Long-standing EA developer, Rich Hilleman, explains that EA learned to succeed by failing.

It’s hard to imagine that Electronic Arts was once a small company, as opposed to the absurd corporate behemoth it is now. According to creative director, Rich Hilleman, who’s been with EA since the 80’s and worked on the original Madden game, the company’s growth from two man start-up to corporate juggernaut can be attributed to its tendency to screw up in surprisingly fortuitous ways.

“There are two real cases in EA where I think we made bad choices, and ended up being brilliant choices,” he told Gamasutra.

The first case was the Amiga. EA’s Amiga games were almost universally terrible. Only Deluxe Paint managed to make any money, and that’s stretching the definition of “game” a little bit.

“And so the Amiga, for us, taught us a whole bunch of new things,” said Hilleman. “We had to get good at music, we had to get much better at art, we had to get better animation that wasn’t all sprite animation, we had to do 3D for the first time – a whole bunch of things that we had to do.”

“But how it paid it off is almost all of that stuff went straight to the [Sega] Genesis. And so really what happened for us is the Amiga was sort of a pre-run of what the Genesis business was for us.”

The Genesis (or Megadrive, for you civilized readers) became EA’s earliest stomping ground. It saw the release of games like the Strike Series, Road Rash and the first game in the FIFA Soccer series, which is EA’s second best-selling franchise and the best-selling sports sim series to date. Impressive, given that EA had to reverse-engineer its own genesis development kit – hence the distinctive yellow-tabbed carts.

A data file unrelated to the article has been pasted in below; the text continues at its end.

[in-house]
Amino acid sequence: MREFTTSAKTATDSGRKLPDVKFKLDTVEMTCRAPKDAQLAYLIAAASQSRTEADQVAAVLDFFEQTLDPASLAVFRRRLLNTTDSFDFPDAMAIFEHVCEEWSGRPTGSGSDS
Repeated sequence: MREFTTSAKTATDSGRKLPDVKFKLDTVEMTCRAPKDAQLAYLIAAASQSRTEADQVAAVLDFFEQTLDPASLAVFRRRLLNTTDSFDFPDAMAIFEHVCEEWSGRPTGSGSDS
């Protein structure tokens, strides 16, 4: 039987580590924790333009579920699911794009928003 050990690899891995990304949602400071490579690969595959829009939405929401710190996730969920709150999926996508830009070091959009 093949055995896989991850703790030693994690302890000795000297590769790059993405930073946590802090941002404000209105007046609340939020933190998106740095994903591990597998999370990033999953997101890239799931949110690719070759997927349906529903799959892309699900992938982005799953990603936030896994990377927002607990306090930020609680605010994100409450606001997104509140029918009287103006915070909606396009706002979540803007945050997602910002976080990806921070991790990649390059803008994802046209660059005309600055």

The same thing happened again with the horrendous, 3DO system in the early 90’s. EA’s failures on that system were excellent practice for the PlayStation, which would arrive shortly after.

“We spent a lot of time trying to figure out how do you build products for disc-based media with this particular set of characteristics,” he said. “And although 3DO didn’t achieve the commercial results we were after, [PlayStation linchpin] Ken Kutaragi was definitely paying attention, and that product carried a lot of the same characteristics that [former EA exec] Trip [Hawkins] had wanted in the 3DO titles.

“As a result, everything we did on 3DO was a preface for what we could do on PlayStation 1.”

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